Romauld Ian Lakowski (“Horror and Anguish: the Slaying of Glaurung and Medieval Dragon Lore”) carefully traces the development of the Glaurung/Túrin confrontation through its various and often contradictory versions, noting both the clear debt to medieval sources and the occasional departures from that tradition. Julie Pridmore (“Evil Reputations: Images of Wolves in Tolkien’s Fiction”) looks at the influence of medieval literature and Northern European mythology on Tolkien’s depictions of wolves, wargs and werewolves. She notes that unlike other appearances of wolfish creatures in Tolkien’s oeuvre, the mutual destruction of Huan and Carcaroth in The Silmarillion fits the traditional medieval model of the wolfhound as the wolf’s primary enemy. Amy Amendt-Raduege (“Barrows, Wights and Ordinary People: The Unquiet Dead in J.R.R. Tolkien’s The Lord of the Rings”) presents a discussion of barrows, mounds and their various inhabitants in Middle-earth. Her satisfyingly detailed evidence for Tolkien’s sources includes Icelandic legends, Old Norse and Anglo-Saxon traditions, and medieval ghostlore.
Providing a transition from these papers on specific characters or types to those dealing with broader themes is Jessica Burke’s “Fear and Horror: Monsters in Tolkien and Beowulf.” This is the longest paper in the collection, beginning with an attempt to define the concepts of fear, horror and monstrosity. The last leads to a detailed discussion of the close relationship between the monsters in Beowulf and those in Tolkien, particularly Melkor, Shelob and Gollum. Unfortunately, the section defining fear and horror is unconvincing — particularly using Darwin as a source rather than more recent scientific discoveries in neuropsychology — and frankly unnecessary. The detailed Beowulf/Tolkien comparison, including speculations on the nature of monstrosity, is much better argued and would have easily stood on its own.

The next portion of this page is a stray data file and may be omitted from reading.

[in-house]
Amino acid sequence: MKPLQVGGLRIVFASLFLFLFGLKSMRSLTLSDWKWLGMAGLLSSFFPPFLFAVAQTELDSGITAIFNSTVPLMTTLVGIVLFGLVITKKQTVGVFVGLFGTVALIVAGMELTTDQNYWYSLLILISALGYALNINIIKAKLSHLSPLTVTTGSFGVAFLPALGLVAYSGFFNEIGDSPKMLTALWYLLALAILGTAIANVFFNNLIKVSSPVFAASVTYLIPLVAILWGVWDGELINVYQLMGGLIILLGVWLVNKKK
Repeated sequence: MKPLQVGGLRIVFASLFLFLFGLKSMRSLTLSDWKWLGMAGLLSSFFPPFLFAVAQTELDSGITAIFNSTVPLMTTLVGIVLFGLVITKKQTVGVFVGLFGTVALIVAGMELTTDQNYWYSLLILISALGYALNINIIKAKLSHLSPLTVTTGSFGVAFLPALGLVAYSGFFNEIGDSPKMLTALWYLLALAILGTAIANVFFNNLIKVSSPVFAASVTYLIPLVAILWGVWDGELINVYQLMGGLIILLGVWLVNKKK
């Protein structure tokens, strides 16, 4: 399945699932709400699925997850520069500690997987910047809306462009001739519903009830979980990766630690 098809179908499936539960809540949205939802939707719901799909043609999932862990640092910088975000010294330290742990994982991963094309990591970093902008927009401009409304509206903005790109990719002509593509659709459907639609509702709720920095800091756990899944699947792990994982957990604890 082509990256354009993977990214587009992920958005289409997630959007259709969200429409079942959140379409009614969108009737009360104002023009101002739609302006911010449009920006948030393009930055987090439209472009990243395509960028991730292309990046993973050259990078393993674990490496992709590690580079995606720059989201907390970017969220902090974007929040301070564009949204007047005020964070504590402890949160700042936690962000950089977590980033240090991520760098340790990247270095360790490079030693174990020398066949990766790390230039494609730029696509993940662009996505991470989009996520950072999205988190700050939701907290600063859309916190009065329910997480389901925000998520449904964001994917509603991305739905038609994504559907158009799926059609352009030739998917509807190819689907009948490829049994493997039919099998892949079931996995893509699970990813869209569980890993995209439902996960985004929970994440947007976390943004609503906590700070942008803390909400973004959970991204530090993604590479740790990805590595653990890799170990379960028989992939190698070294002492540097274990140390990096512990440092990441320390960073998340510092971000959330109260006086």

Another contribution that could have benefited by more rigorous editing is Shandi Stevenson’s “The Shadow beyond the Firelight: Pre-Christian Archetypes and Imagery Meet Christian Theology in Tolkien’s Treatment of Evil and Horror”. She argues that Tolkien’s unique achievement was to imbue archtypes of Northern European pagan mythology with Christian theology. In the process of this transformation of worldview, people’s attitudes changed from the fear of something supernatural but amoral and outside oneself to a conception of evil that included fear and horror of becoming evil. There is much to ponder here (though I wonder if pre-Christian peoples were truly as lacking in hope she claims). However, she drives home her particular argument with too many repetitious examples, leaving little room to cover very broad archetypes of Northern European experience (fire, mountains, forests, beasts) more than superficially. Each of these topics is worthy of a paper in itself.